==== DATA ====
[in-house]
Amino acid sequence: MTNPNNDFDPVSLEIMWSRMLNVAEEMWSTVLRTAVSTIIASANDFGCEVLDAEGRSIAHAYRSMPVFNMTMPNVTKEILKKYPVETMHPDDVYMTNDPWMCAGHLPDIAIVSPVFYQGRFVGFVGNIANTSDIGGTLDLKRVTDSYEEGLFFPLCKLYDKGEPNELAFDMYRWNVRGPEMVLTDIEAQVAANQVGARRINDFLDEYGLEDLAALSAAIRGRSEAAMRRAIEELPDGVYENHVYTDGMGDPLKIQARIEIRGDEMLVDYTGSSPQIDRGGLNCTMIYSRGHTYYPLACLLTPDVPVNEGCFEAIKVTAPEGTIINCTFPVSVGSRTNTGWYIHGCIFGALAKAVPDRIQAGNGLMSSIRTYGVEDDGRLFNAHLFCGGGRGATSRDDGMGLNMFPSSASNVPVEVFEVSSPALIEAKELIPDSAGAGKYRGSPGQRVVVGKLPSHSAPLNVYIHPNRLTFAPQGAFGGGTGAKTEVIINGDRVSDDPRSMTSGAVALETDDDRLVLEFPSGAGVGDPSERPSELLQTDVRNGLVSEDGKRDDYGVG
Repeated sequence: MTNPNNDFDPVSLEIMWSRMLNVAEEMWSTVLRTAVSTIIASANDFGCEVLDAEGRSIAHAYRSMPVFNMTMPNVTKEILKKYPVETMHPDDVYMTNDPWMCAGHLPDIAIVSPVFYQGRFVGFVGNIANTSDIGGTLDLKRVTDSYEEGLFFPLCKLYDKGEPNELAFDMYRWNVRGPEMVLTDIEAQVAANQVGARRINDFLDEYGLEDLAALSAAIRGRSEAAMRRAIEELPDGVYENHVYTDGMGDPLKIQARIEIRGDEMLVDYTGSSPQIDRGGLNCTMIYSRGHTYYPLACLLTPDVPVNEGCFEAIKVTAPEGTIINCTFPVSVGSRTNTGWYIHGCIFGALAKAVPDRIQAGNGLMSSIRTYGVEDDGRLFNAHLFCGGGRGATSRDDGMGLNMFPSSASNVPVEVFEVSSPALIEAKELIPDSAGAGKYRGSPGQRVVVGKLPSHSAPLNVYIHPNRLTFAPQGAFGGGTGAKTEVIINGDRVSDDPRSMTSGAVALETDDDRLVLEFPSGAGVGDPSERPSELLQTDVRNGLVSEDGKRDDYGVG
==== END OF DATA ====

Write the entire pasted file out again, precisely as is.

[in-house]
Amino acid sequence: MTNPNNDFDPVSLEIMWSRMLNVAEEMWSTVLRTAVSTIIASANDFGCEVLDAEGRSIAHAYRSMPVFNMTMPNVTKEILKKYPVETMHPDDVYMTNDPWMCAGHLPDIAIVSPVFYQGRFVGFVGNIANTSDIGGTLDLKRVTDSYEEGLFFPLCKLYDKGEPNELAFDMYRWNVRGPEMVLTDIEAQVAANQVGARRINDFLDEYGLEDLAALSAAIRGRSEAAMRRAIEELPDGVYENHVYTDGMGDPLKIQARIEIRGDEMLVDYTGSSPQIDRGGLNCTMIYSRGHTYYPLACLLTPDVPVNEGCFEAIKVTAPEGTIINCTFPVSVGSRTNTGWYIHGCIFGALAKAVPDRIQAGNGLMSSIRTYGVEDDGRLFNAHLFCGGGRGATSRDDGMGLNMFPSSASNVPVEVFEVSSPALIEAKELIPDSAGAGKYRGSPGQRVVVGKLPSHSAPLNVYIHPNRLTFAPQGAFGGGTGAKTEVIINGDRVSDDPRSMTSGAVALETDDDRLVLEFPSGAGVGDPSERPSELLQTDVRNGLVSEDGKRDDYGVG
Repeated sequence: MTNPNNDFDPVSLEIMWSRMLNVAEEMWSTVLRTAVSTIIASANDFGCEVLDAEGRSIAHAYRSMPVFNMTMPNVTKEILKKYPVETMHPDDVYMTNDPWMCAGHLPDIAIVSPVFYQGRFVGFVGNIANTSDIGGTLDLKRVTDSYEEGLFFPLCKLYDKGEPNELAFDMYRWNVRGPEMVLTDIEAQVAANQVGARRINDFLDEYGLEDLAALSAAIRGRSEAAMRRAIEELPDGVYENHVYTDGMGDPLKIQARIEIRGDEMLVDYTGSSPQIDRGGLNCTMIYSRGHTYYPLACLLTPDVPVNEGCFEAIKVTAPEGTIINCTFPVSVGSRTNTGWYIHGCIFGALAKAVPDRIQAGNGLMSSIRTYGVEDDGRLFNAHLFCGGGRGATSRDDGMGLNMFPSSASNVPVEVFEVSSPALIEAKELIPDSAGAGKYRGSPGQRVVVGKLPSHSAPLNVYIHPNRLTFAPQGAFGGGTGAKTEVIINGDRVSDDPRSMTSGAVALETDDDRLVLEFPSGAGVGDPSERPSELLQTDVRNGLVSEDGKRDDYGVG